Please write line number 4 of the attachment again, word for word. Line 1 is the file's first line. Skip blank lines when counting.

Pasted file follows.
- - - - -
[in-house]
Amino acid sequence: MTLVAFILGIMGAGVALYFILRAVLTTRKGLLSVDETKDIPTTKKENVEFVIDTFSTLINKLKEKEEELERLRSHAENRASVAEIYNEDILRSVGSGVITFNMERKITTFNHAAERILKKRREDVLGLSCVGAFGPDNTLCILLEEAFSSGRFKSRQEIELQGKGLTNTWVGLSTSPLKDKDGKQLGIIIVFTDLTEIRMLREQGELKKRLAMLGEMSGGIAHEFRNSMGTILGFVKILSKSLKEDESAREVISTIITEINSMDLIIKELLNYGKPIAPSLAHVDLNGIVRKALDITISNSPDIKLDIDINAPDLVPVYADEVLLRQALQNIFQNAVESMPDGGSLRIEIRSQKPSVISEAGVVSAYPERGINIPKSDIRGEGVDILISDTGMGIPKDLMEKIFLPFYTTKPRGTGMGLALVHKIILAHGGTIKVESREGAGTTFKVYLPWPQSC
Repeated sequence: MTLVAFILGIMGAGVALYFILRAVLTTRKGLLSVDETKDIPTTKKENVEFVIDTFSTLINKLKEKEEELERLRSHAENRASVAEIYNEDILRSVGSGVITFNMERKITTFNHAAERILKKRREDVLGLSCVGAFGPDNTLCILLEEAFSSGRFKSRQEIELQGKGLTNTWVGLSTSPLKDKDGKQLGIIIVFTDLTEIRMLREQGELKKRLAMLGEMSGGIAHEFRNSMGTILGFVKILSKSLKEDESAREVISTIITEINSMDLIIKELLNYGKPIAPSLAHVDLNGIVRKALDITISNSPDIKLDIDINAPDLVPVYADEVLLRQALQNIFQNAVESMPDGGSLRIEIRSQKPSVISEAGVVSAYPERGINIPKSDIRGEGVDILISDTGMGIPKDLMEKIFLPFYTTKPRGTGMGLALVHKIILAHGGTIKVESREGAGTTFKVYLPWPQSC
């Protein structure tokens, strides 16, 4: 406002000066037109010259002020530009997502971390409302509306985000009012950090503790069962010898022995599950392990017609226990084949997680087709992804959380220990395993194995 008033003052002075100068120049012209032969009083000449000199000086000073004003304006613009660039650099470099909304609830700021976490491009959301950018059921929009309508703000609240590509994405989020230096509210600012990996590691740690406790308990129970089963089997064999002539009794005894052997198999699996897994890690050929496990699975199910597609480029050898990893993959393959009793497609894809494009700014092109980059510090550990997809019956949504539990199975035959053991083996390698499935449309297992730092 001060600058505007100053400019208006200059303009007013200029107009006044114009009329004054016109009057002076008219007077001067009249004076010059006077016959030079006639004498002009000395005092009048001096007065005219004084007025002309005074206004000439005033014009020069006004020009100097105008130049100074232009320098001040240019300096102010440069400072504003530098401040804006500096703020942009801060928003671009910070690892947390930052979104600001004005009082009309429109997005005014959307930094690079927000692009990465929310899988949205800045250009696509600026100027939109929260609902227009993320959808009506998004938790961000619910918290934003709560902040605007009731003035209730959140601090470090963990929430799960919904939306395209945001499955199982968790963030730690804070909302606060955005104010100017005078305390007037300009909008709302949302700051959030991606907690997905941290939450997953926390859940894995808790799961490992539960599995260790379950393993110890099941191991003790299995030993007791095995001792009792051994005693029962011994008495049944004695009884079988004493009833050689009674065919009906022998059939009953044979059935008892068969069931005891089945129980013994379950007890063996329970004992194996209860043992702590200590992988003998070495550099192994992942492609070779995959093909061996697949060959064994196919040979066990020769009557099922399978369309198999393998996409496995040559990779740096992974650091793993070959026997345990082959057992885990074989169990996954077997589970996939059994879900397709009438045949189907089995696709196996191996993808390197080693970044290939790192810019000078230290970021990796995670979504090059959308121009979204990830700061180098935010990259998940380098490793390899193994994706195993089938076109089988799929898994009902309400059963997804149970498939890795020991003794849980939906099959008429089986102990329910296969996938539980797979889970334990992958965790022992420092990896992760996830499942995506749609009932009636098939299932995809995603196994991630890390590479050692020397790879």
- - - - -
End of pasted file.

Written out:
């Protein structure tokens, strides 16, 4: 406002000066037109010259002020530009997502971390409302509306985000009012950090503790069962010898022995599950392990017609226990084949997680087709992804959380220990395993194995 008033003052002075100068120049012209032969009083000449000199000086000073004003304006613009660039650099470099909304609830700021976490491009959301950018059921929009309508703000609240590509994405989020230096509210600012990996590691740690406790308990129970089963089997064999002539009794005894052997198999699996897994890690050929496990699975199910597609480029050898990893993959393959009793497609894809494009700014092109980059510090550990997809019956949504539990199975035959053991083996390698499935449309297992730092 001060600058505007100053400019208006200059303009007013200029107009006044114009009329004054016109009057002076008219007077001067009249004076010059006077016959030079006639004498002009000395005092009048001096007065005219004084007025002309005074206004000439005033014009020069006004020009100097105008130049100074232009320098001040240019300096102010440069400072504003530098401040804006500096703020942009801060928003671009910070690892947390930052979104600001004005009082009309429109997005005014959307930094690079927000692009990465929310899988949205800045250009696509600026100027939109929260609902227009993320959808009506998004938790961000619910918290934003709560902040605007009731003035209730959140601090470090963990929430799960919904939306395209945001499955199982968790963030730690804070909302606060955005104010100017005078305390007037300009909008709302949302700051959030991606907690997905941290939450997953926390859940894995808790799961490992539960599995260790379950393993110890099941191991003790299995030993007791095995001792009792051994005693029962011994008495049944004695009884079988004493009833050689009674065919009906022998059939009953044979059935008892068969069931005891089945129980013994379950007890063996329970004992194996209860043992702590200590992988003998070495550099192994992942492609070779995959093909061996697949060959064994196919040979066990020769009557099922399978369309198999393998996409496995040559990779740096992974650091793993070959026997345990082959057992885990074989169990996954077997589970996939059994879900397709009438045949189907089995696709196996191996993808390197080693970044290939790192810019000078230290970021990796995670979504090059959308121009979204990830700061180098935010990259998940380098490793390899193994994706195993089938076109089988799929898994009902309400059963997804149970498939890795020991003794849980939906099959008429089986102990329910296969996938539980797979889970334990992958965790022992420092990896992760996830499942995506749609009932009636098939299932995809995603196994991630890390590479050692020397790879």